The experience of travelling between Australia and Greece during COVID-19 is an Odyssey for those who attempt this, and the Karvelas family have experienced hassles more than once this year.

A few months ago Andreas Karvelas and Ioannis Lampiris were in limbo after coming for a wedding to Melbourne. Neos Kosmos documented their struggles and difficulties in getting a flight home as a result of cancellations and suspensions due to COVID-19. Now, Melbourne-based Christine Karvelas is one of the 27,000 Australians stranded abroad.

Getting a travel exemption to visit her father in Greece, who passed away soon after she arrived last month was a trial in itself, however returning home is proving to be just as challenging.

“I telephoned the airline and instead of leaving on 27 September, the date of my return flight, they said I will leave on 24 October around two to three weeks ago,” she said.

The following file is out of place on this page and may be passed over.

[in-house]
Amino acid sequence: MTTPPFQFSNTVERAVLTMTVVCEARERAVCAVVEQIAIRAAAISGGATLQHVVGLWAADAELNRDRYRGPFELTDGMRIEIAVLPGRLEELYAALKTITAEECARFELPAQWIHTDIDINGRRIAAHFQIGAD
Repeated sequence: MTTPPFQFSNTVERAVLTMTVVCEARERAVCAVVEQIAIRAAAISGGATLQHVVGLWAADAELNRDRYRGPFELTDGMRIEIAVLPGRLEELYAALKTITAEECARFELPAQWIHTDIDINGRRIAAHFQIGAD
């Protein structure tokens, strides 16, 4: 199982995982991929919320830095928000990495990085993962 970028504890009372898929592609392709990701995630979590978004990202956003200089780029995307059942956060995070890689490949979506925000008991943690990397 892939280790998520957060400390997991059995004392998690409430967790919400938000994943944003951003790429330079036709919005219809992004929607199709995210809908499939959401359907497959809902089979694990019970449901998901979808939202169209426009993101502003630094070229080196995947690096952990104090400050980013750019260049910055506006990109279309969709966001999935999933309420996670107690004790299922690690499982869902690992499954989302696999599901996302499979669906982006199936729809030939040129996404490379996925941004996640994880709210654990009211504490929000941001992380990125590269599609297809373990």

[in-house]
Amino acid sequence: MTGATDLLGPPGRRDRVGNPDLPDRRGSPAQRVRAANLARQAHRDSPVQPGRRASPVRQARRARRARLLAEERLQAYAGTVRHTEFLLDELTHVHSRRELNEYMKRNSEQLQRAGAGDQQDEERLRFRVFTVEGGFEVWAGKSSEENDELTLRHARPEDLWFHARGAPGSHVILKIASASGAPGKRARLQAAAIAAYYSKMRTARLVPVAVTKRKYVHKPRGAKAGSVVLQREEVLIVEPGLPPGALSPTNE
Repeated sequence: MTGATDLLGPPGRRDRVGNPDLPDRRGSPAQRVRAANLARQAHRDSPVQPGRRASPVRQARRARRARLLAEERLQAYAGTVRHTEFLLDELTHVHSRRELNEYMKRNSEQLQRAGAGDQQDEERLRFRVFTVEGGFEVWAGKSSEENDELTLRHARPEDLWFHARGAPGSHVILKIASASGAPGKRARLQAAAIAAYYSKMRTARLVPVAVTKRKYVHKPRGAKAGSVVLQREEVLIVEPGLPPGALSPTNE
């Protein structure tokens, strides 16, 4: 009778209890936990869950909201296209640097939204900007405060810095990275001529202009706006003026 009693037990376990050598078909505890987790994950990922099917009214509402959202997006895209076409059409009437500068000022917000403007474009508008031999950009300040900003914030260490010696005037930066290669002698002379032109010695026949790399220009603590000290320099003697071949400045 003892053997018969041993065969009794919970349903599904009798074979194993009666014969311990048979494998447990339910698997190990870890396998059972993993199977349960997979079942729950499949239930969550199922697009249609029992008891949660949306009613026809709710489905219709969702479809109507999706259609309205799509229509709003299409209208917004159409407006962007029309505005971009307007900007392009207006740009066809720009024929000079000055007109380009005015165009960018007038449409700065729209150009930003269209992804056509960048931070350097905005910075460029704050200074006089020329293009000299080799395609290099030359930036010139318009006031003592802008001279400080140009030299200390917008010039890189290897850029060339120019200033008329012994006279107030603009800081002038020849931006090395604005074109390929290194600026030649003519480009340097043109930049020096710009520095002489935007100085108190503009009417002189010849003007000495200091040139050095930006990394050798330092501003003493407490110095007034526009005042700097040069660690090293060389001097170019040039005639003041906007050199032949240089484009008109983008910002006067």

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“Now they have changed this and said that I will return in December. They told me that I would need a special application to leave earlier and it is not certain that this would be approved.”

The government had put a limit on 4,000 people who can visit Australia per week (due to the 14-day hotel quarantine self-isolation measures currently in place for travellers), and a new announcement lifted this to 6,000 people.

Many air carriers are cancelling flights or forcing passengers to pay for business class fairs in order to return home.

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Australia’s Labor leader Anthony Albanese offered a solution. This week he suggested using the Royal Australia Air Force (RAAF) VIP aircraft to bring people home. Mr Albanese says these could bring the estimated 25,000 Australians stuck overseas, “100 at a time”.